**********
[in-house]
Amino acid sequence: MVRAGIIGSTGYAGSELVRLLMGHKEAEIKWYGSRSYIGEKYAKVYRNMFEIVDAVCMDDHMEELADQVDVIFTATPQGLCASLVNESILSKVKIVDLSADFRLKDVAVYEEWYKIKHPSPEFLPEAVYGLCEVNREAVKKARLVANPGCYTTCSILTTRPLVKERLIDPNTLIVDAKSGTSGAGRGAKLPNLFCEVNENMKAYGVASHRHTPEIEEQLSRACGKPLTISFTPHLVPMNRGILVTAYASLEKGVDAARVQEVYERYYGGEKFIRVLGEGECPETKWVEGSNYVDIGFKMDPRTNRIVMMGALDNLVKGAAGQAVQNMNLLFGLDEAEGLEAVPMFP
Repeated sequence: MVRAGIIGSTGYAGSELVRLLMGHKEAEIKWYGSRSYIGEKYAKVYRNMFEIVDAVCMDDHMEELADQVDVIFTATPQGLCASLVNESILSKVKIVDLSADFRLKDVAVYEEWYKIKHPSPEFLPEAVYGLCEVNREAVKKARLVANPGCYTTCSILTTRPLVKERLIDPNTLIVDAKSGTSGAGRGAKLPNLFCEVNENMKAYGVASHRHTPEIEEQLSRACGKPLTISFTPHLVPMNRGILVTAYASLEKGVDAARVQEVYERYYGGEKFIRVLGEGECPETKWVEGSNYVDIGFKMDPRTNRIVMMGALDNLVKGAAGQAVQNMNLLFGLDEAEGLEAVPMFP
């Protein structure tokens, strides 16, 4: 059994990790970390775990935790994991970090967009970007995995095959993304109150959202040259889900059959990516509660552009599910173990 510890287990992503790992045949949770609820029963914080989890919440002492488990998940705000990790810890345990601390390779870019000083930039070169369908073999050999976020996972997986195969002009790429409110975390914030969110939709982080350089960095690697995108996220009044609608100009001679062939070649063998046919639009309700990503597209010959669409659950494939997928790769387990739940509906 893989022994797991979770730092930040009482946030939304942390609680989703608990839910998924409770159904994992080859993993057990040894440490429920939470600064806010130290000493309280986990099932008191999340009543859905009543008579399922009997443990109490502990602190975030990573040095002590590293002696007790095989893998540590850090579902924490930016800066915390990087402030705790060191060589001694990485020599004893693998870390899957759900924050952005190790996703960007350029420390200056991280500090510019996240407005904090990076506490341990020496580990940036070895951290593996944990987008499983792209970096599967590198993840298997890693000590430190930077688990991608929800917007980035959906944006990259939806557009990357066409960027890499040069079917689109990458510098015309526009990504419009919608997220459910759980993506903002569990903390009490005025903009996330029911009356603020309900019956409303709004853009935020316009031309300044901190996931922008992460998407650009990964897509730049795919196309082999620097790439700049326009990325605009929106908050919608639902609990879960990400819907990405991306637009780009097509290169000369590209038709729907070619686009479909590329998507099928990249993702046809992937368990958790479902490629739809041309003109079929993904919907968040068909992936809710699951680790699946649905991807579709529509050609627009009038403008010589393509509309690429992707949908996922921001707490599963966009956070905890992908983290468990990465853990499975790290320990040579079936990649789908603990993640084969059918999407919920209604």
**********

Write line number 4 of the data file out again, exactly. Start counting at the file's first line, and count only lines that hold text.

């Protein structure tokens, strides 16, 4: 059994990790970390775990935790994991970090967009970007995995095959993304109150959202040259889900059959990516509660552009599910173990 510890287990992503790992045949949770609820029963914080989890919440002492488990998940705000990790810890345990601390390779870019000083930039070169369908073999050999976020996972997986195969002009790429409110975390914030969110939709982080350089960095690697995108996220009044609608100009001679062939070649063998046919639009309700990503597209010959669409659950494939997928790769387990739940509906 893989022994797991979770730092930040009482946030939304942390609680989703608990839910998924409770159904994992080859993993057990040894440490429920939470600064806010130290000493309280986990099932008191999340009543859905009543008579399922009997443990109490502990602190975030990573040095002590590293002696007790095989893998540590850090579902924490930016800066915390990087402030705790060191060589001694990485020599004893693998870390899957759900924050952005190790996703960007350029420390200056991280500090510019996240407005904090990076506490341990020496580990940036070895951290593996944990987008499983792209970096599967590198993840298997890693000590430190930077688990991608929800917007980035959906944006990259939806557009990357066409960027890499040069079917689109990458510098015309526009990504419009919608997220459910759980993506903002569990903390009490005025903009996330029911009356603020309900019956409303709004853009935020316009031309300044901190996931922008992460998407650009990964897509730049795919196309082999620097790439700049326009990325605009929106908050919608639902609990879960990400819907990405991306637009780009097509290169000369590209038709729907070619686009479909590329998507099928990249993702046809992937368990958790479902490629739809041309003109079929993904919907968040068909992936809710699951680790699946649905991807579709529509050609627009009038403008010589393509509309690429992707949908996922921001707490599963966009956070905890992908983290468990990465853990499975790290320990040579079936990649789908603990993640084969059918999407919920209604």